Microcredit, as a financial product, doesn’t get nearly the same attention at times that credit cards, payday loans and other loans do. That said, there is a large network of microcredit and microfinance organizations in the U.S.
Fighting Third World poverty
As a financial product, microcredit, also called microloans or microfinance, isn’t incredibly flashy. There is no “American Express Microcredit Black” for celebrities. Microlenders usually don’t have IPOs business news outlets can write voluminous propaganda about.
Microcredit is pretty simple. Small loans are lent, usually at high interest, to people in poverty-stricken regions to start small businesses. In most countries where microfinance companies are active, most loans are lent to women.
Heavyweights of the field, such as Kiva Microfinance and microfinance pioneer Grameen Bank do most of their work in Third World countries, where access to credit for people who could really use the help are limited. However, it has a growing foothold in the United States.
There have been pockets of microcredit throughout the United States for sometime. For instance, according to Reuters, former president Bill Clinton aided a microfinance organization while governor of Arkansas in the 1980s.
For instance, ACCION International, an international microfinance organization, launched ACCION USA in 1991, according to ACCION USA’s website and was active in 48 states as of 2009, according to Techcrunch. ACCION USA also, according to FastCompany.com, started a joint venture with Jim Koch and the Boston Beer Company, the brewery that makes Sam Adams, called Brewing the American Dream Program, to provide start-up capital to hospitality, food and beverage businesses getting off the ground.
Grameen, according to Reuters, has several branches in the United States. The first opened in 2008, according to Time magazine, but it’s been growing.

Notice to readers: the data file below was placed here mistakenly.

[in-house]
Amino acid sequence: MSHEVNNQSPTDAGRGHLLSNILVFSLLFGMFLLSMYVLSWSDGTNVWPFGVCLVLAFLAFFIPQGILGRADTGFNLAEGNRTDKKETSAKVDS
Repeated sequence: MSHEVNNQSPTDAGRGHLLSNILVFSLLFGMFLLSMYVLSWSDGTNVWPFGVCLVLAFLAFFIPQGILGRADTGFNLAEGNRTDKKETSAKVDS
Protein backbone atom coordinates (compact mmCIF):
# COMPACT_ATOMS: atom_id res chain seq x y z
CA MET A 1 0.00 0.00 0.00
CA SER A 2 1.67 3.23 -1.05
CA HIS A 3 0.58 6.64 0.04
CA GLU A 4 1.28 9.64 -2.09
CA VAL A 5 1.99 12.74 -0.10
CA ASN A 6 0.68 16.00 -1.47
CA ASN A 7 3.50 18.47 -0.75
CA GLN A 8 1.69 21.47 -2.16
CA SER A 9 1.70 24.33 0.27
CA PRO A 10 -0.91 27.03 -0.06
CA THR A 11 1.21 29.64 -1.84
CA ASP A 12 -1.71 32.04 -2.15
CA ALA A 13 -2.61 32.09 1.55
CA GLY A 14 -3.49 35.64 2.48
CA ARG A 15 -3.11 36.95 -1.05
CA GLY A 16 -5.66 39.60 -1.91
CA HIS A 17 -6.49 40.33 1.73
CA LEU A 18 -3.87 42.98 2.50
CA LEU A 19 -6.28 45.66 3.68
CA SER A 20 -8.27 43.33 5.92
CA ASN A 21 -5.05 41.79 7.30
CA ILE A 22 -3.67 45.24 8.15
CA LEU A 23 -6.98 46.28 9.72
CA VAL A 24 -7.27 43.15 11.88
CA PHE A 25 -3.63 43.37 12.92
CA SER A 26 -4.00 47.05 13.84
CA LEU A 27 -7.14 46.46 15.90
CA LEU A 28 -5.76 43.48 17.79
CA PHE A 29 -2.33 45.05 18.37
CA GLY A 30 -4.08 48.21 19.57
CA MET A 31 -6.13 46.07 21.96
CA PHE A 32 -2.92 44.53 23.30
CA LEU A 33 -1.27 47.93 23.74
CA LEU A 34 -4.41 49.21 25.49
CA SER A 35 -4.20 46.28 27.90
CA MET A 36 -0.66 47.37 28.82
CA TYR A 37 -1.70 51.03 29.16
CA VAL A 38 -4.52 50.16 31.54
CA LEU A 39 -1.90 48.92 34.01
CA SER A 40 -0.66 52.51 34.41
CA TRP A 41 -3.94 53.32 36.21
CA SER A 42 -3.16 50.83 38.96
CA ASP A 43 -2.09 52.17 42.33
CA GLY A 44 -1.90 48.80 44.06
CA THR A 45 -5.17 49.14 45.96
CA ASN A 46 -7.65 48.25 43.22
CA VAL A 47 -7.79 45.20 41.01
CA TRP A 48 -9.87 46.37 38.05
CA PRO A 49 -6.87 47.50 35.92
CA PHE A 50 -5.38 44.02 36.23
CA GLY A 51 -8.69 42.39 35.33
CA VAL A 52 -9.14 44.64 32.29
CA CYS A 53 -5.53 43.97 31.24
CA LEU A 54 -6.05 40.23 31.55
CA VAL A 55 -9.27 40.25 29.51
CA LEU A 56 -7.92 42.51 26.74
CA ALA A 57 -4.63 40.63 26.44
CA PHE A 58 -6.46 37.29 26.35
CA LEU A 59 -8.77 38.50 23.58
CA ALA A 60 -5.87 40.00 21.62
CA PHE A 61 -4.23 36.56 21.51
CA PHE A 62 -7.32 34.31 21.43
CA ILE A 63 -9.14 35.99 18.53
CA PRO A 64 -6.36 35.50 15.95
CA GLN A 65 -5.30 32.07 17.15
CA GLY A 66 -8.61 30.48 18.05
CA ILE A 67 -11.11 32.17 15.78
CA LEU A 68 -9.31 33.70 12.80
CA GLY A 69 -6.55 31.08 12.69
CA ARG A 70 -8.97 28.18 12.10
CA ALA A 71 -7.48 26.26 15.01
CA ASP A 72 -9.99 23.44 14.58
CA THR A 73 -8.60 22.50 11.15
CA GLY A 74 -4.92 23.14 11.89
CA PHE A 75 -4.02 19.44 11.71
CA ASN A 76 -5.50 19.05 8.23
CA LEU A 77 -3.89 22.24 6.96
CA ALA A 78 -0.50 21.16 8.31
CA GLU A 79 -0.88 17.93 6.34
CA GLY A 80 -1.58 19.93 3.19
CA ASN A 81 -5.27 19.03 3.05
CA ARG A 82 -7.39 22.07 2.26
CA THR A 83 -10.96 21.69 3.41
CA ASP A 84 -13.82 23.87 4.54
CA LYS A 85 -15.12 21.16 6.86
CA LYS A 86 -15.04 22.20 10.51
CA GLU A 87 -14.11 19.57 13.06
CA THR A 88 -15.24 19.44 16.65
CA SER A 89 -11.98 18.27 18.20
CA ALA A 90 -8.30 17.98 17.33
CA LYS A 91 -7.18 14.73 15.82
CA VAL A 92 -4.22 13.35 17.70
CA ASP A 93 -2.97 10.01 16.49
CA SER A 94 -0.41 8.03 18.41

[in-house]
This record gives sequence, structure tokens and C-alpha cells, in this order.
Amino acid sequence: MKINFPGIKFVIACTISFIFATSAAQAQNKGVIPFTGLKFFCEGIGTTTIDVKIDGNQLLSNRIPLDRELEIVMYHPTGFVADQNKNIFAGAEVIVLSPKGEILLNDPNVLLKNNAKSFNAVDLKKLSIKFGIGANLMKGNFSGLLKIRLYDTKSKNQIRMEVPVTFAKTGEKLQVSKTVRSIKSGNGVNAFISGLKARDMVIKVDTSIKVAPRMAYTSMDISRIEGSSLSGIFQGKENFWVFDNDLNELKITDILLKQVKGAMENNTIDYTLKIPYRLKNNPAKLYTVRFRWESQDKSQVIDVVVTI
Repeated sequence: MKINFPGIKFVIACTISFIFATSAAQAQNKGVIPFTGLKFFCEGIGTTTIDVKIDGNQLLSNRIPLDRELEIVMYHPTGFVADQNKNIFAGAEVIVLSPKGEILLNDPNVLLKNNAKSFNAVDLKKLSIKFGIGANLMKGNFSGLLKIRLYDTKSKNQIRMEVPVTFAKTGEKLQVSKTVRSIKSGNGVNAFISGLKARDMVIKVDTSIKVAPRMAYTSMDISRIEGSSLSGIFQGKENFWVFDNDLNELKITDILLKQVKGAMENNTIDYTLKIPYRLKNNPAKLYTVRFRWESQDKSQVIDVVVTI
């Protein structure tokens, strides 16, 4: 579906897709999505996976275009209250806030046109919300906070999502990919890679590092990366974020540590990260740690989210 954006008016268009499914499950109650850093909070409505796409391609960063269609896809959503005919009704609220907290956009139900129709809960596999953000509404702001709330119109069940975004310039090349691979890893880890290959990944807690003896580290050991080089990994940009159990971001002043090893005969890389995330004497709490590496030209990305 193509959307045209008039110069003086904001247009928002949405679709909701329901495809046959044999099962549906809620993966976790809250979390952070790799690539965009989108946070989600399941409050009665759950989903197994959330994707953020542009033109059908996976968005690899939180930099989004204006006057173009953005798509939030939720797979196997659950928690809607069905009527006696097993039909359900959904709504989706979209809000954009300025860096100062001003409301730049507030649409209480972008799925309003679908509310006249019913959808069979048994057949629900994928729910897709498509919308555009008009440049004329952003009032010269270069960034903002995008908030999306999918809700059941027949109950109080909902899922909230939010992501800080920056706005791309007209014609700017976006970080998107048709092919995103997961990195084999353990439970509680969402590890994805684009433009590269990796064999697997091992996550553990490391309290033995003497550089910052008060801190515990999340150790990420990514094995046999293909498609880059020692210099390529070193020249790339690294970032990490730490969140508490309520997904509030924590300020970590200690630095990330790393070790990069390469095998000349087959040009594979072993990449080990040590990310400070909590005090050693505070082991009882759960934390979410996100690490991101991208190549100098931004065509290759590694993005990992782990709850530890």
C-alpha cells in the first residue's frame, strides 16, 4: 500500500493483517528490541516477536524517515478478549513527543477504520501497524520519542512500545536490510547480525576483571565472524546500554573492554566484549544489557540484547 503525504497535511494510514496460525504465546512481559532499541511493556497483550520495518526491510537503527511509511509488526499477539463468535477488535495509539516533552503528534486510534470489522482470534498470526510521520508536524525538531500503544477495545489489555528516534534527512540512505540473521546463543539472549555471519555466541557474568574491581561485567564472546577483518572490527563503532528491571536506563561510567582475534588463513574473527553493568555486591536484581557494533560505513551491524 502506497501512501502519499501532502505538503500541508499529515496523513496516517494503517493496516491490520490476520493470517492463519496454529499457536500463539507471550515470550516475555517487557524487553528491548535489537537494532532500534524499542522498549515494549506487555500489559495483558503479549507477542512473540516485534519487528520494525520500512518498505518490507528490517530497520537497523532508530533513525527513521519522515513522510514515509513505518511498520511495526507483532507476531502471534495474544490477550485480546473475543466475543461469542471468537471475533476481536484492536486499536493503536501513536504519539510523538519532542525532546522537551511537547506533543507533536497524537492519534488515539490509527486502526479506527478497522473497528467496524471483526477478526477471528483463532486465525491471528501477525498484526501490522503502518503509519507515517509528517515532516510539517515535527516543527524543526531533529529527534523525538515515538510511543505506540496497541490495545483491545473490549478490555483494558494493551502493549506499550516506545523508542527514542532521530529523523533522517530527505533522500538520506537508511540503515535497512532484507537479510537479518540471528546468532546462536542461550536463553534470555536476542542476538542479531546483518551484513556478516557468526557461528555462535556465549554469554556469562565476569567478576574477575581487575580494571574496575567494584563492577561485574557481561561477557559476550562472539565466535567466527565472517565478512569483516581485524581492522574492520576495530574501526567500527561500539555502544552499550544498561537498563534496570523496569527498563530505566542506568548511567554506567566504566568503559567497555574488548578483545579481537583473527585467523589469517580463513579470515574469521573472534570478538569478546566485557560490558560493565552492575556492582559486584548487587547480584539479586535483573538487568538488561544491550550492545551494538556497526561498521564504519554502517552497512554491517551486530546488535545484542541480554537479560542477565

There are also pockets of community-based organizations around the country, such as the Washington Community Alliance for Self-Help or CASH, profiled in 2009 by the Seattle Times. There are also crowd-sourcing and peer-to-peer lending organizations like KickStart, Prosper and LendingClub, which generate capital from member-investors. Kiva works in a similar fashion; entrepreneurs ask for a loan with a business idea in mind and people choose to invest.
Great opportunity for small businesses
Just like their international counterparts, many American microfinance outfits provide the funding but also some training and assistance in learning to run a business. People dreaming of starting a small business may do well to look into it.
The interest rates can be steep. According to Time magazine, interest on loans from Grameen America can be 50 percent or more. There’s a reason that the model has been in existence for so long, which is that it works. Grameen reports collection rates of more than 99 percent.
Kiva, according to ABC, has lent almost $300 million to people in 61 countries since it was founded in 2005, with a collection rate of 98.91 percent. Kiva is also entirely charitable; the interest rate is 0.
Seattle Times: http://blog.seattletimes.nwsource.com/philanthropy/2009/01/16/can_microfinance_work_in_the_u.html
ACCION USA: http://www.accionusa.org/home/support-u.s.-microfinance/about-accion-usa/who-we-are.aspx